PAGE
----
for my wonderful niece and dashing nephews
She was always busy. With her work, her school, her life. She was busy when my great-grandmother died. Busy when my own mother had breast cancer. The word “busy” is, for me, a synonym that means “I don’t care.” It must be hell to be that busy.
As a young girl, I wrote handwritten letters detailing my life as an elementary school warrior goddess. Then, as a “tween”, I wrote about my budding interests including art and music. My teenaged letters included more of the same but with peppered details about my future dreams.
Most of my letters went unanswered. There were a few empty invitations to visit, but they came when I couldn’t make those decisions for myself and once the relationship was already damaged from years of neglect.
Moms are amazing. The language between mother and daughter is often one of soul to heart, and its’s often not dependent on words for it to make sense. A look. A laugh. Gestures. All communication that is well understood. It cannot be replicated and should be cherished.
But aunts? Aunts are different.
Aunts can love in ways that mirror a best friend but come package wrapped as family. They’re gifts. Particularly for girls.
Aunts are other positive role models, oracles, and confidants when the whole world goes mad.
I don’t know this from experience. My own relationship with my aunt is lackluster at best. Distance, both physical and emotional, has taken its toll. I am no longer the little girl with handwritten letters that hook hopes to promises long gone.
My aunts have been my mom’s friends. Women who by some unknown power have loved, carried, and enriched my life. They have understood and supported me.
“They” say that animals adapt to a change in their environments. And I can testify that family does the same. At least in my experience.
I am an aunt now. And I often wonder if I am a good one. I have two nephews and a niece. My niece, who I want to be good enough for… She’s beautiful and talented. She lives twelve hours from me. And I am afraid that she doesn’t know how often I think about her. About her hopes. About her dreams.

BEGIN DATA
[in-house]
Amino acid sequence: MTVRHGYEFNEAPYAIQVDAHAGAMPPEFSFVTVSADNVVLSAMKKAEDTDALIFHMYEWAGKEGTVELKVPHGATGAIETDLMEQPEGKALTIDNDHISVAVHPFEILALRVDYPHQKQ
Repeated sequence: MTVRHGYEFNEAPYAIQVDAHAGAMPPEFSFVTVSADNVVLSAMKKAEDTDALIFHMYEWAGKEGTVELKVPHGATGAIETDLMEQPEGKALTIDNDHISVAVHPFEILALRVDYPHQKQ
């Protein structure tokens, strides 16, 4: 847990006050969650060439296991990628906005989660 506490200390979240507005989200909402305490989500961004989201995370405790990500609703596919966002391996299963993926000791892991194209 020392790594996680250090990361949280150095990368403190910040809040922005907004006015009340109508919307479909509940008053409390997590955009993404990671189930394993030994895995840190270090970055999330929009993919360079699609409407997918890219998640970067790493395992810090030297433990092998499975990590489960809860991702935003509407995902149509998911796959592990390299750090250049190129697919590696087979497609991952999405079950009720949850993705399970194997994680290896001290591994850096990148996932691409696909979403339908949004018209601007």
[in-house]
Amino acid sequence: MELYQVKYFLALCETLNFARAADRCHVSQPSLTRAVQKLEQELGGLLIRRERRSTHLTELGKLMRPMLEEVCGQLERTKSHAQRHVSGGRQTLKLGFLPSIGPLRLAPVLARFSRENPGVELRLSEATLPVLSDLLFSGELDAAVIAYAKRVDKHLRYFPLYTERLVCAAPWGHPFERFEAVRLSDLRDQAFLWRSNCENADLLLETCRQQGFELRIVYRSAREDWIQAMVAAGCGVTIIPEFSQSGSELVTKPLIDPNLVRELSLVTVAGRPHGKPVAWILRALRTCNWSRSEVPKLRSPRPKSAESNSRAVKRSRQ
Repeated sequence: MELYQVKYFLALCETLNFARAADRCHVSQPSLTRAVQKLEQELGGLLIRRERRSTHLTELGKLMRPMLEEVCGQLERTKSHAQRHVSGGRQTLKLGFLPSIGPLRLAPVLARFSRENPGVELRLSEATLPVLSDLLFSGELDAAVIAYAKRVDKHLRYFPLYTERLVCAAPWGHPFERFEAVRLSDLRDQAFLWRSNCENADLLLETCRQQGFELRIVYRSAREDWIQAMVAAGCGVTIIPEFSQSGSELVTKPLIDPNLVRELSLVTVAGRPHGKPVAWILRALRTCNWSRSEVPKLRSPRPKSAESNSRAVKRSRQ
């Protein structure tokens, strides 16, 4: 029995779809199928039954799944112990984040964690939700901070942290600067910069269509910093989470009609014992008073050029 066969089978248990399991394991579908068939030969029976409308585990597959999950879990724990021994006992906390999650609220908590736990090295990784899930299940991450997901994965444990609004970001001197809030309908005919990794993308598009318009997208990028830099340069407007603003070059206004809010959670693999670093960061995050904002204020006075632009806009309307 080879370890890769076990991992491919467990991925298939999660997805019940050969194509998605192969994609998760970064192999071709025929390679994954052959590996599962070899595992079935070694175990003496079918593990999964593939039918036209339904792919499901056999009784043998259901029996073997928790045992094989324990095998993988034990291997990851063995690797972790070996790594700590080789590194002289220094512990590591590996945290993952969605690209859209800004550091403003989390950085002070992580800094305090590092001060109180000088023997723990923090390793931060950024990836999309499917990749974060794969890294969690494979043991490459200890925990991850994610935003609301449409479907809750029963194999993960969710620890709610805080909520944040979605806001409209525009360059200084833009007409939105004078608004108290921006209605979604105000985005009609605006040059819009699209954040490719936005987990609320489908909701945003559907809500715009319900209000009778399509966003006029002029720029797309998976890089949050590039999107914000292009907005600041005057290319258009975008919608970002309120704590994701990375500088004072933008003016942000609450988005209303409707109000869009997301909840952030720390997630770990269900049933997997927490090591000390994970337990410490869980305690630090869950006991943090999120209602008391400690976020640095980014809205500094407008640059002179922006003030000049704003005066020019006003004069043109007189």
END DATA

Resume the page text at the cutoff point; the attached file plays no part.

She, and her brothers, came into my life when I was twenty-five. They are the children of my husband’s brother and his sister-in law.
There are days that I am flat out jealous of my sister-in-law’s three sisters. They are biologically connected to my wonderful niece. And I hope that they appreciate her for everything wonderful and promising that she is. I am sure they do… Anyone that watches my niece for three seconds knows that she will make this world a better place. But her other aunts also have geography in their favor. They can see her more, talk to her in person, take her places, and watch her bloom in real time.
Sometimes, I am jealous.
My sister-in-law and brother-in-law recently sent some gifts to me and my husband. One of mine was a cold beverage mug that says “World’s Coolest Aunt.”
My youngest nephew is five. He doesn’t, and won’t, know any other connection to his Uncle Paul other than me, Aunt Melissa. He was only two when I got married. But my other nephew and my niece, they do. They know a family without me in it.
They know a Paul without a Melissa. But they don’t know a Melissa without a Paul.
I don’t know if I do all of the aunt things I should and if I do them right. Please forgive me, I am learning as I go.
Is it still “cool” to say I love you in public? I don’t want to fail to live up to the bar set by my mug.
I do love you guys. So very much.
I may not have been in your lives from the beginning, but I am here now. And I am going to be here. I’ll never be “too busy.”